Wednesday, July 29, 2015

Key Competencies for the Future

Key Competencies for the Future was release mid 2014 and explores the history, idealogy and understandings of New Zealand's Key Competencies.  The authors; Rosemary Hipkins, Rachel Bolstad, Sally Boyd and Sue McDowall look at the Key Competencies from many angles and examine the important place that they have within our curriculum.

Right from the start of this book there were key elements and statements that stood out to me that really highlighted the importance of the Competencies for teachers.  Particularly of interest was the concept of how even though the Competencies stand alone, they have to stand together.  You cannot also look at them in isolation and piecing the picture together of how they fit and work together in the wider world is key to us as educators supporting our students with them.

"Key Competencies are actually cross-cutting of each other.  We pull them apart to understand their individual character, but it's also important to stitch them back together when we put them to work in real contexts" - KCFTF (Key Competencies for the Future) Pg 16

I've really enjoyed following the VLN thread and webinar that happened as part of the Connected Educator Month - you can watch the webinar with 3 of the authors here.  It's worth the watch and listen, even if you aren't currently reading the book.

There are such a wide range of concepts that stood out to me personally and for my practice and I particularly enjoyed the thinking around 'wicked problems'.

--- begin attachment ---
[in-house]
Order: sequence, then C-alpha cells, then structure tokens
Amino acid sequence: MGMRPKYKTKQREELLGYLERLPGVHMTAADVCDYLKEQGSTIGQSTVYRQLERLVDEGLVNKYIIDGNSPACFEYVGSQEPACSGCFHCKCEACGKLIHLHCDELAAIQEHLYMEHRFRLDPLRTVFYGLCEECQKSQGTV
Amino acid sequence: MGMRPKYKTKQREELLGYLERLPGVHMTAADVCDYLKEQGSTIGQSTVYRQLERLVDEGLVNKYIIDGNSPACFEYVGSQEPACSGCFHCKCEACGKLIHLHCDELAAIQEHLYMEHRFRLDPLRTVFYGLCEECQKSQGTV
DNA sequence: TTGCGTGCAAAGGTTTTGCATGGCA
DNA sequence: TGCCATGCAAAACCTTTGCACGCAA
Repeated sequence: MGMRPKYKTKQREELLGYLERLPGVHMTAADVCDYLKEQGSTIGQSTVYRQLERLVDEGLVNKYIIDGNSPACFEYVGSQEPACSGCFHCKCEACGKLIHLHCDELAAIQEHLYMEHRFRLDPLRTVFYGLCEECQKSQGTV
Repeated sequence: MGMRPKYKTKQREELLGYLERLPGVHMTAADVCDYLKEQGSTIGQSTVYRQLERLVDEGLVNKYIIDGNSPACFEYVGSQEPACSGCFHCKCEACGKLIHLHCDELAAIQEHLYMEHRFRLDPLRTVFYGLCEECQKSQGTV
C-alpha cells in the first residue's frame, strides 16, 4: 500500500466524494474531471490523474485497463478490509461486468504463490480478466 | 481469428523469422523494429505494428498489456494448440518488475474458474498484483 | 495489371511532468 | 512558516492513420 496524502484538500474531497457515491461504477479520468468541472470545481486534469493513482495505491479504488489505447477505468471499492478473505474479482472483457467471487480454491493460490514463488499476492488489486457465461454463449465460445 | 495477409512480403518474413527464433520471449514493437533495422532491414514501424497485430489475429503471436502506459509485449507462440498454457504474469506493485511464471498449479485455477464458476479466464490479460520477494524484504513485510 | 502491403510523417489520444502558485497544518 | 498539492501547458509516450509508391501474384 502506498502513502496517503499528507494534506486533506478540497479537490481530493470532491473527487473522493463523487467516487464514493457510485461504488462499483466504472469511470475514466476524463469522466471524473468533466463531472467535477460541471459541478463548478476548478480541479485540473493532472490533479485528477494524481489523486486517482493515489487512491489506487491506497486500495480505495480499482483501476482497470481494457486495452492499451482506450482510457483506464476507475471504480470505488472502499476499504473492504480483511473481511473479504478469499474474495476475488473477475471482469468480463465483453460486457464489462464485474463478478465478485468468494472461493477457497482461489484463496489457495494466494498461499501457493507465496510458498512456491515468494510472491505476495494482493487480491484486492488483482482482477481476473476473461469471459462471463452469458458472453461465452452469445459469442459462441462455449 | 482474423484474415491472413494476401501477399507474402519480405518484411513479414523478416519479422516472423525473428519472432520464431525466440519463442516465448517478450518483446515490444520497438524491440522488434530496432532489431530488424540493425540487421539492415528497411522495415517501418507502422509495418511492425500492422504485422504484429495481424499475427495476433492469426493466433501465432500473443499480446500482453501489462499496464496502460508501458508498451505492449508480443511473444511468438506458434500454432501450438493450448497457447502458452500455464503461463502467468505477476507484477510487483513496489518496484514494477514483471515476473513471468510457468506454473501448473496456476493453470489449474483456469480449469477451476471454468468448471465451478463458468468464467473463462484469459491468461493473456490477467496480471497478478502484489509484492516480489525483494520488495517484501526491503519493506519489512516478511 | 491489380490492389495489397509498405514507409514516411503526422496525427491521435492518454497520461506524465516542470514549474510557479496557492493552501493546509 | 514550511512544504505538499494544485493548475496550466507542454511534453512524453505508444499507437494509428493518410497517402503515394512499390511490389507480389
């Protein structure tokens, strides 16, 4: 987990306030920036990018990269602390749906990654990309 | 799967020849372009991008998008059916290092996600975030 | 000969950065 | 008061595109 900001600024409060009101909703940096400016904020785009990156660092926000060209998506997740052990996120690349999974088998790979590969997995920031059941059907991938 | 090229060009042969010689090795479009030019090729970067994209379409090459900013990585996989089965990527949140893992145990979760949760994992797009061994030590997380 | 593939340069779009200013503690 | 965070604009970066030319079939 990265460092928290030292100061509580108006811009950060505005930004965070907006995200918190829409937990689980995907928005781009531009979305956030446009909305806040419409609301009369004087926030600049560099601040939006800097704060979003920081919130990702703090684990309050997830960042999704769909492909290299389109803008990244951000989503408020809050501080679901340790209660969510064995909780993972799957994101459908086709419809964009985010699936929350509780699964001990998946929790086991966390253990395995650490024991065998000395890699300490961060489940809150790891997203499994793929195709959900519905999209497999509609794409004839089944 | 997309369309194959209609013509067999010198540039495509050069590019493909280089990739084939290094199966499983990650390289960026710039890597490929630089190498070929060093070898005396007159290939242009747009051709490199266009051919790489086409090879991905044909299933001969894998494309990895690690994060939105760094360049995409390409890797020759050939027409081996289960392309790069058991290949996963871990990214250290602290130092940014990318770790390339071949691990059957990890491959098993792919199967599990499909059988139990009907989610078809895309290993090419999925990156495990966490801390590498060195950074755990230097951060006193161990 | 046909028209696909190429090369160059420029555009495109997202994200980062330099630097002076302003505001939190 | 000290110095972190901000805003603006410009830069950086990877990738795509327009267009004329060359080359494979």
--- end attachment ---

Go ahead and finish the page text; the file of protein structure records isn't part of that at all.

Wicked Problems: the idea of students being involved in real future focused problems that have relevancy and impact for their world.  Concepts such as food security, sustainability, pollution and more.  These are large scale problems that are difficult or impossible for people to solve due to a number of reasons, such as perspectives, scale etc.  Read more on Wicked Problems here.  Through this I was questioning how really future focussed our practice and selection of negotiated learning avenues have really been?  Are they big enough with far reaching consequences that surpass the students' time in school.  At uLearn I have had the opportunity to attend workshops run by Tom Barrett of NoTosh - in these workshops I have begun to explore Design Thinking further.  Many comments and conversations with my colleagues during this workshop filtered back to themes and ideas from the Key Competencies for the Future book.  Particularly around Wicked Problems, provocations and the design thinking journey.

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